--Out of the outfield: The Diamondbacks will have a hard time convincing Steve Finley to return to Arizona as a free agent after his walk-off grand slam home run won the National League West for the Dodgers. But Arizona needs a center fielder -- Luis Terrero proved he is still not ready for everyday play in the majors. Right field could be open, too, as Danny Bautista is set to become a free agent. He might come back, although there are some questions about his durability down the stretch. Left fielder Luis Gonzalez, meanwhile, is coming off major elbow surgery, and although he is convinced he will be 100 percent for the start of next season, who really knows for sure until then?
   STATE OF THE FARM SYSTEM: The good news is that the Diamondbacks are pretty far ahead of the curve over their counterparts in that they got an extra long, close look at the best major league-ready prospects they have by playing virtually all of them during the second half of the season. Several youngsters were brought up when the team was ravaged by a club-record number of injuries, giving management and the coaching staff an ample opportunity to evaluate them in pressurized situations. They liked what they saw in 3B Chad Tracy, C Chris Snyder, LHP Michael Gosling and RHP Greg Aquino, but they aren't quite sold yet on 2B Scott Hairston, RHP Edgar Gonzalez and CF Luis Terrero, among others.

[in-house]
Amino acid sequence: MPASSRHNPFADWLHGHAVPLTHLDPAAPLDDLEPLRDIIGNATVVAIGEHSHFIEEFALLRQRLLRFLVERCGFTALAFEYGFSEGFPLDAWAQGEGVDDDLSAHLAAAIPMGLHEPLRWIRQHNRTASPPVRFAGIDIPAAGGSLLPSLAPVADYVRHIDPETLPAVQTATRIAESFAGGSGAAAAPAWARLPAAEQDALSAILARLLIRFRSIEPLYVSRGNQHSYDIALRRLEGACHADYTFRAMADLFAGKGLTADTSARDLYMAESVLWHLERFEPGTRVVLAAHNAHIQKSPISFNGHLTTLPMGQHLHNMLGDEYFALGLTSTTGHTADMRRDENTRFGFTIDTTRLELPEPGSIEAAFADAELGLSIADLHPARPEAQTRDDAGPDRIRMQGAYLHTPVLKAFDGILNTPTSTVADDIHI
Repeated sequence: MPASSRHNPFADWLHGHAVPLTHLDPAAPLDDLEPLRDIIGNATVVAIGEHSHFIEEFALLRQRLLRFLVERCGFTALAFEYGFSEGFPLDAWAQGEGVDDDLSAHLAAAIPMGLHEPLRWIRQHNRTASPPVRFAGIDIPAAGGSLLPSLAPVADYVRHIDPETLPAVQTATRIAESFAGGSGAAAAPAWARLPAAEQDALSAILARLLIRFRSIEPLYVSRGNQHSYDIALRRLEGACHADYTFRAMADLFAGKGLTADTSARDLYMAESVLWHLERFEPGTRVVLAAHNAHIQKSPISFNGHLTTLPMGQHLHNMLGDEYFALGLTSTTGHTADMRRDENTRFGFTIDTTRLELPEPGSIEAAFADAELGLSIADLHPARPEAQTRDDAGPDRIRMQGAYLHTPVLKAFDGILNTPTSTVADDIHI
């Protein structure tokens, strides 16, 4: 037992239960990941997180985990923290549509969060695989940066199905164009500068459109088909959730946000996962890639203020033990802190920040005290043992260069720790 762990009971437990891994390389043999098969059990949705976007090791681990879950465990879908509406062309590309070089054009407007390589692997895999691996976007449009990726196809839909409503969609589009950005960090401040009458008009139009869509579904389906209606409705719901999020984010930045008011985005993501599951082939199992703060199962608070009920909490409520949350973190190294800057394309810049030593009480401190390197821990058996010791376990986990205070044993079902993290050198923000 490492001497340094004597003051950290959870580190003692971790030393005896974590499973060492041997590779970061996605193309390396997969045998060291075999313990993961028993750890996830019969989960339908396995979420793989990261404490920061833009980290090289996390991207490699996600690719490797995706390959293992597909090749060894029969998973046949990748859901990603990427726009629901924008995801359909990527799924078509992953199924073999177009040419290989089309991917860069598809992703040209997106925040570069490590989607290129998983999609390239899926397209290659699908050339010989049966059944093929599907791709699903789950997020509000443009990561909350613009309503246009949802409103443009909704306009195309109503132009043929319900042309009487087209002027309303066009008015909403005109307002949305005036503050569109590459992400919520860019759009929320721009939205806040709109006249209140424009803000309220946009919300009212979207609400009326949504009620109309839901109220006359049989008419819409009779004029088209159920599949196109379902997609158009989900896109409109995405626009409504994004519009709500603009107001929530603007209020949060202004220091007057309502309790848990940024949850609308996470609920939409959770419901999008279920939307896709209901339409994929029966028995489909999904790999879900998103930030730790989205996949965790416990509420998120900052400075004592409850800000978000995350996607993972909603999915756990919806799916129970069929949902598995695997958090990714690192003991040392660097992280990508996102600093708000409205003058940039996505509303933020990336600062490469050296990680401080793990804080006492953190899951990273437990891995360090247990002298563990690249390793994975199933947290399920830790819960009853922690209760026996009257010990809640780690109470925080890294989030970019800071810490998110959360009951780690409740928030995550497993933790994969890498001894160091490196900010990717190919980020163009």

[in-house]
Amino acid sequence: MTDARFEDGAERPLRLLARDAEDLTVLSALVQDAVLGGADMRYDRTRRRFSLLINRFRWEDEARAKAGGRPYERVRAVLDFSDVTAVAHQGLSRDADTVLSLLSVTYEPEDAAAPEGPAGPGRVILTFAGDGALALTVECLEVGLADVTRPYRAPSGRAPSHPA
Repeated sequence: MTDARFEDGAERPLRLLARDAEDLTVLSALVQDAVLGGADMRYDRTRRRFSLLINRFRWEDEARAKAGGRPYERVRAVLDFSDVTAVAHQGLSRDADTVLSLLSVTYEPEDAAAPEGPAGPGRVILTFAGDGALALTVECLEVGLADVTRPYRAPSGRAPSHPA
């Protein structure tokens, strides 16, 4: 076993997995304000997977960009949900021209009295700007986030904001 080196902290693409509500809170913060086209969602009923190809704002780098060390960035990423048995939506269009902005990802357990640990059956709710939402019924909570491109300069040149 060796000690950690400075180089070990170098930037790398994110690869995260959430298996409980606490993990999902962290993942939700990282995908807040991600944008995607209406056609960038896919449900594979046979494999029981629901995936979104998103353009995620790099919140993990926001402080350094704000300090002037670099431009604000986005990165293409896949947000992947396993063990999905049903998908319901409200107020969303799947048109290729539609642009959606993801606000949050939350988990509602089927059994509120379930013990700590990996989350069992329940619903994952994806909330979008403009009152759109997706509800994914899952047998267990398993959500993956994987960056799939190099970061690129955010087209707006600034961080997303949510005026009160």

PROSPECTS TO WATCH IN 2005
   --INF Andy Green does enough things well that he reminds certain people in the organization of a do-everything player like former Diamondback Craig Counsell. Green can play third base, shortstop and the outfield, but manager Al Pedrique wants him to get some work in at second base to make Green even more of a candidate as a key bench player.